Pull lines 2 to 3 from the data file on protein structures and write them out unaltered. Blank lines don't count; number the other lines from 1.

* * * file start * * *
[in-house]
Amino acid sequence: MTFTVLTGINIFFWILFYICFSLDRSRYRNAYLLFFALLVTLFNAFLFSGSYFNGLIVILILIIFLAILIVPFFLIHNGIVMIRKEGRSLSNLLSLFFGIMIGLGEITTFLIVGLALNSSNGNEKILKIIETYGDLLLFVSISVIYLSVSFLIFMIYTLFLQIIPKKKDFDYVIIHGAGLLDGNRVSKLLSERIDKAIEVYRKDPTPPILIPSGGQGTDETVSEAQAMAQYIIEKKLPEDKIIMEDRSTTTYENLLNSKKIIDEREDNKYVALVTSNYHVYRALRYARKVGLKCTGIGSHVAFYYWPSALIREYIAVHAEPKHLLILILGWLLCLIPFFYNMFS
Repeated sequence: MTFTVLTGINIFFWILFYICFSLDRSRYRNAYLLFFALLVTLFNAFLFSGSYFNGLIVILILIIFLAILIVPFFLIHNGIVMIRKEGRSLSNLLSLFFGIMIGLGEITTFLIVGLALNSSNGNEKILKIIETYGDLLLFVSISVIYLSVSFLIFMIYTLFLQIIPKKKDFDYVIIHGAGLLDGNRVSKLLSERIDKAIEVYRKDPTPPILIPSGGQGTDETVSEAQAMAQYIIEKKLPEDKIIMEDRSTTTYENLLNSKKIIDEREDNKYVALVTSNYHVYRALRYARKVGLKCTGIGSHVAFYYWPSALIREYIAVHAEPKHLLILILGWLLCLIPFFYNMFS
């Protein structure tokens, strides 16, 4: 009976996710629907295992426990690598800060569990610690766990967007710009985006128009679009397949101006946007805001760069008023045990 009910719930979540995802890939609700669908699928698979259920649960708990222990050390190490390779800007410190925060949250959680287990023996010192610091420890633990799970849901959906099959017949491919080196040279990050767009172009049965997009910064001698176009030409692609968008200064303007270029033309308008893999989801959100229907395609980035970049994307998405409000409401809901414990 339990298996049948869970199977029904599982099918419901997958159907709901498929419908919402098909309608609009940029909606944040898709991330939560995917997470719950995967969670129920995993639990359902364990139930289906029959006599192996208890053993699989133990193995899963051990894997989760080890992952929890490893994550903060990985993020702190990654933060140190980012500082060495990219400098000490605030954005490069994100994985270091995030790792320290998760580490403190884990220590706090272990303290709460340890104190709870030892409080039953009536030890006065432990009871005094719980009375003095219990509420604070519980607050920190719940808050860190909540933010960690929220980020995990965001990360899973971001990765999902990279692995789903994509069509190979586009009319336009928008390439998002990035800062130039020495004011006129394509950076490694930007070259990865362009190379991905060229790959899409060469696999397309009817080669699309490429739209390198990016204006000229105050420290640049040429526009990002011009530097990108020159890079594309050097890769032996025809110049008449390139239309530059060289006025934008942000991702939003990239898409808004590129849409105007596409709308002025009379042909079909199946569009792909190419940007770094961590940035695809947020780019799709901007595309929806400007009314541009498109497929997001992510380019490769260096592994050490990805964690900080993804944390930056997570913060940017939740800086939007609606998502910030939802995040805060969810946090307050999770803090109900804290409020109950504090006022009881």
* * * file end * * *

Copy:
Amino acid sequence: MTFTVLTGINIFFWILFYICFSLDRSRYRNAYLLFFALLVTLFNAFLFSGSYFNGLIVILILIIFLAILIVPFFLIHNGIVMIRKEGRSLSNLLSLFFGIMIGLGEITTFLIVGLALNSSNGNEKILKIIETYGDLLLFVSISVIYLSVSFLIFMIYTLFLQIIPKKKDFDYVIIHGAGLLDGNRVSKLLSERIDKAIEVYRKDPTPPILIPSGGQGTDETVSEAQAMAQYIIEKKLPEDKIIMEDRSTTTYENLLNSKKIIDEREDNKYVALVTSNYHVYRALRYARKVGLKCTGIGSHVAFYYWPSALIREYIAVHAEPKHLLILILGWLLCLIPFFYNMFS
Repeated sequence: MTFTVLTGINIFFWILFYICFSLDRSRYRNAYLLFFALLVTLFNAFLFSGSYFNGLIVILILIIFLAILIVPFFLIHNGIVMIRKEGRSLSNLLSLFFGIMIGLGEITTFLIVGLALNSSNGNEKILKIIETYGDLLLFVSISVIYLSVSFLIFMIYTLFLQIIPKKKDFDYVIIHGAGLLDGNRVSKLLSERIDKAIEVYRKDPTPPILIPSGGQGTDETVSEAQAMAQYIIEKKLPEDKIIMEDRSTTTYENLLNSKKIIDEREDNKYVALVTSNYHVYRALRYARKVGLKCTGIGSHVAFYYWPSALIREYIAVHAEPKHLLILILGWLLCLIPFFYNMFS